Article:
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Greenpeace Calls for Strong Show of Support for the High Seas Treaty

Purse seiner fishes for anchovies off Vietnam (iStock / Pham Hung)
Purse seiner fishes for anchovies off Vietnam (iStock / Pham Hung)

Published Sep 17, 2023 4:16 PM by The Maritime Executive

Following the adoption of the High Seas Conservation Treaty in June, Greenpeace is now pushing for countries to demonstrate their commitment to its implementation when world leaders converge in New York next week.

Greenpeace calls for at least 60 countries to sign the treaty when it opens for signatures at the United Nations General Assembly (UNGA) on September 20, a development that will send the clearest indication that nations are committed to its full implementation.

The NGO says that signing of the treaty does not require a legal process in domestic legislation but indicates an intention to ratify it in the future. Although non-binding, a signature sends a strong signal of intent to ratify and demonstrates determination to see the treaty enter into force. For the treaty to become legally binding, at least 60 countries must ratify, a process that requires domestic legislation in each individual country.

In June, the world adopted the high seas treaty that creates a legal framework for the creation of marine protected areas after two decades of negotiations. The treaty has been hailed as a landmark achievement in the push to protect 30 percent of the world's land and sea by 2030.

“The Ocean Treaty was a historic win for nature, but it remains nothing more than a symbolic document until it is signed, ratified, and implemented,” said Arlo Hemphill, Greenpeace USA’s senior ocean campaigner.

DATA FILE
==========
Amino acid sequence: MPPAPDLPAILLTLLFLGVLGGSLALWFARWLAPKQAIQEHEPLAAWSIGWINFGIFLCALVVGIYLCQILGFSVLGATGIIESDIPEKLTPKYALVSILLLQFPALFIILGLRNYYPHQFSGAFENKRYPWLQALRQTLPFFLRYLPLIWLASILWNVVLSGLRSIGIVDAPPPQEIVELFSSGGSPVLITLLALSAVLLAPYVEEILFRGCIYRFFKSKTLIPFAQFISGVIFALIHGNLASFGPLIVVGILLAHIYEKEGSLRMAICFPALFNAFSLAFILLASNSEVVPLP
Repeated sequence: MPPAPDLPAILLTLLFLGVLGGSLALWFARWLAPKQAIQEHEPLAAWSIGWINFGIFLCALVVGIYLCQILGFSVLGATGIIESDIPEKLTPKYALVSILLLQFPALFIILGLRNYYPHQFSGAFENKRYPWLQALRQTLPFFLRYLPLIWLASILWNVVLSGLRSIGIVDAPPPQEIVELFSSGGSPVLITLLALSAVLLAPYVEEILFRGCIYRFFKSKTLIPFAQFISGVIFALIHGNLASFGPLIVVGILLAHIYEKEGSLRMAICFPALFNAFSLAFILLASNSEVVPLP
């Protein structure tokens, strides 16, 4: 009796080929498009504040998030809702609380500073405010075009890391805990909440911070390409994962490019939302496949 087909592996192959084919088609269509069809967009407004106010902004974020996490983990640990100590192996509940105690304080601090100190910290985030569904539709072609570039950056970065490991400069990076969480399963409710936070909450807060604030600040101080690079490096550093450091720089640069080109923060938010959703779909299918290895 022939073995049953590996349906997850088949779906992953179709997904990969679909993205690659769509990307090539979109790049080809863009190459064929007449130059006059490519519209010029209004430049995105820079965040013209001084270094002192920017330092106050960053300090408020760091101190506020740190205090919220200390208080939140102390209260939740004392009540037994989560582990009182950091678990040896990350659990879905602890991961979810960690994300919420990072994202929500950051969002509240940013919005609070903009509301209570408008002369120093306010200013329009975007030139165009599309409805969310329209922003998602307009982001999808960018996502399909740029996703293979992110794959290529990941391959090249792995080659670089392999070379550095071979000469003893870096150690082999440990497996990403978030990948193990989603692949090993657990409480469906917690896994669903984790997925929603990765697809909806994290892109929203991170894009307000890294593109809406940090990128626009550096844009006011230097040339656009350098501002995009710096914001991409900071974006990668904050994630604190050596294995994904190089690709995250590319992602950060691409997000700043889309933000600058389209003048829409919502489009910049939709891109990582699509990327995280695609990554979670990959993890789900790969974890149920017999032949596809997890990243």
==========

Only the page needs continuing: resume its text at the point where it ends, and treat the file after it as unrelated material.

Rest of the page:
Ahead of UNGA, Greenpeace has released a major analysis of the cumulative impacts of ocean threats, showing the health of the vast water bodies is coming under increasing danger from expanded industrial fishing, ocean warming, acidification and pollution, including plastics. Oceans are also facing threats from shipping and the looming risk of an emerging deep sea mining industry.

The report finds that the commercial fishing industry is in fact emerging as a major threat to oceans. Over the five-year period from 2018 to 2022, the world witnessed a staggering 22.5 percent increase in the hours boats spent fishing on the high seas in areas earmarked for protection under the 30×30 framework.

Overall, there was an 8.5 percent increase (662,483 hours) in high-seas fishing hours between 2018 (7,825,411 hours) and 2022 (8,487,894 hours), a trend that show reality at sea is moving in the opposite direction from the ambition laid out in the treaty.

The report contends that longliners, squid jiggers and trawlers were the most common gear types used in industrial fishing. Longliners, which made up over three quarters of total fishing activity on the high seas globally, have thousands of baited hooks some stretching over 100 kilometer long. Overfishing using this kind of gear, for instance, has resulted in Pacific leatherback turtles, bluefin tuna and oceanic whitetip sharks all losing more than 90 percent of their population in less than three decades.

The 30×30 framework commits countries to protect and conserve at least 30 percent of the ocean and ensure 30 percent of degraded areas are under restoration by 2030 with the treaty creating a process for establishing marine protected area networks in areas beyond national jurisdiction, a development that is critical for meeting the global targets.

The treaty is designed specifically to conserve marine life beyond the 200 nautical mile limits of national jurisdiction, an area which makes up an immense 61 percent of the world’s ocean. Currently, less than one percent of the high seas are adequately protected, yet to reach the 30×30 goal, over 4.2 million square miles of the ocean must be protected every year.